Monday, 21 May 2018

Ditchling Beacon Circular walk 21st May 2018

GPX File Here
Viewranger File here

On Monday the 21st May 2018 I left home early and 1 hr 40 mins and 70 odd miles I arrive at Ditchling Beacon car park , a £3 charge applies (Free if you are a NT member).

Ditchling Beacon is the third-highest point on the South Downs in south-east England, behind Butser Hill (270 m; 886 ft) and Crown Tegleaze (253 m; 830 ft).

I leave the car park and walk off to West along the path.

I take a detour up to the trigpoint on Ditchling Beacon.

You can't help but stand in awe at the vistas that open up around you across The South Downs.

I pass the sign for Ditchling Down.

Ditchling Common once the King's land as part of the Saxon Manor, is now a Country Park (designated as such in 1974) north of Ditchling and lies between Haywards Heath and Lewes to the east of Burgess Hill in West Sussex.

South Downs Way marker (Winchester to Eastbourne)

I now have made my way to the Jack and Jill Windmills, I take a short diversion from my route to walk around them, unfortunately not open today.

Jack is the taller of the two lovely windmills and it is a private house.
Jill Mill is open to the public on most Sundays during the summer.
It was Jill Mill which incredibly was dragged to its present site by Oxen after being sold in 1852. Previously the mill had been located in Brighton, where it was known as Lashmar's New Mill.
Jill Mill has now been restored to full working order by the Jack and Jill Windmills Society.

Jack Windmill

Jill Windmill, currently being renovated

I leave the windmills behind head back uphill and take a path on my right  passing through New Barn Farm and past a golf course.

I stop here out of sight and swap my jeans for shorts, its getting hot today.

Looking back to Jack Windmill

After much walking on farmland, I can see Brighton loom in the distance with its British Airways i360 towering high.

Now I approach Chattris War Memorial, been looking forward to seeing this.

The Chattri is a war memorial sited 500 feet (150 m) above Brighton on the South Downs, and is accessible only by bridleway. It stands on the site where a number of Indian soldiers who fought for the British Empire were cremated during the First World War. The structure has Grade II listed status, reflecting its architectural and historic importance. In 2017, as part of the 100th anniversary of World War I, the site of the Chattri was dedicated as a Fields in Trust Centenary Field because of its local heritage and significance.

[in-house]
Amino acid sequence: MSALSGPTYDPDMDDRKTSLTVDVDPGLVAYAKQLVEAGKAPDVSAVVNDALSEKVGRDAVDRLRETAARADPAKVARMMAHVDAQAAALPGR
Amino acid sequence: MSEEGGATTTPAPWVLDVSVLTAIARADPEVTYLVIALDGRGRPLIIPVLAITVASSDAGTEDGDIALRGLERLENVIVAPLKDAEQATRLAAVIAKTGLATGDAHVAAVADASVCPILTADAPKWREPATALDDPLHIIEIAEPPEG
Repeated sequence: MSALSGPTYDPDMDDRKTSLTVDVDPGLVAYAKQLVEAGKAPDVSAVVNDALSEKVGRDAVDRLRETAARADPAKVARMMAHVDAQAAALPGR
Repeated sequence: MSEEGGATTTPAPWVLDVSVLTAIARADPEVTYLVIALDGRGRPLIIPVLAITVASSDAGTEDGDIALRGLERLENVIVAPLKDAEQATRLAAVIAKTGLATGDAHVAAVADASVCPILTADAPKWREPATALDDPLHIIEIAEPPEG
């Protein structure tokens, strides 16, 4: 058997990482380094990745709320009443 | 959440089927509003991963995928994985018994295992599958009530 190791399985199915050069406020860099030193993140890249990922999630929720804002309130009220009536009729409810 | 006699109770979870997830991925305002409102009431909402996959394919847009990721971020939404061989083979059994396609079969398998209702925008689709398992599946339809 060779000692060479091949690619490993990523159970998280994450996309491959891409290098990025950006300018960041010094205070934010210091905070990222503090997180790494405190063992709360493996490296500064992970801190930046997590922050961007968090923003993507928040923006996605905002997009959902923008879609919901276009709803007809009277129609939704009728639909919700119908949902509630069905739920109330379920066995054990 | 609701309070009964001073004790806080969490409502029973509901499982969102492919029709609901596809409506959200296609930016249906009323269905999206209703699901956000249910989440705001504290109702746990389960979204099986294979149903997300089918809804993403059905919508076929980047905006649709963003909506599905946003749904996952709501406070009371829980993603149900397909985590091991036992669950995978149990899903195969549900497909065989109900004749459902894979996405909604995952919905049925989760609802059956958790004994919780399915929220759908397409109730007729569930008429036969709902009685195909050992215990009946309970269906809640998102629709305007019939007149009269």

India was part of the British Empire during the First World War, and more than 800,000 Indian soldiers fought for the Allied Powers. During the four years of fighting, thousands of wounded combatants were brought to Britain to be treated in makeshift military hospitals. Three were established in Brighton; one was the town's famous royal palace, the Royal Pavilion. King George V is said to have decreed that Indian soldiers were to be treated at the Pavilion, apparently believing that the flamboyant Indo-Saracenic building would provide familiar surroundings. In December 1914, 345 injured soldiers were transported to Brighton by train and were transferred to the hospitals. The King and Queen, Mayor of Brighton, Chief Constable of Brighton and other dignitaries visited frequently, and careful arrangements were made at the Royal Pavilion to provide for the different dietary and other cultural requirements of Hindus, Sikhs and Muslims.

Although the great majority of soldiers recovered from their injuries, some died. The 21 Muslim men who died were taken to the Shah Jahan Mosque in Woking, Surrey, and buried in accordance with Islamic tradition in a new cemetery. The bodies of 53 Hindus and Sikhs were taken to a remote location high on the South Downs above Brighton, where a ghat (funeral pyre) was built so they could be cremated and their ashes scattered in the English Channel. This funeral rite was again carried out in line with religious custom. In total, 18 men who were treated at the Royal Pavilion died, ten of whom were cremated on the ghat. (The 56 other victims died at the Kitchener Hospital—now Brighton General Hospital—or a temporarily converted school at York Place.)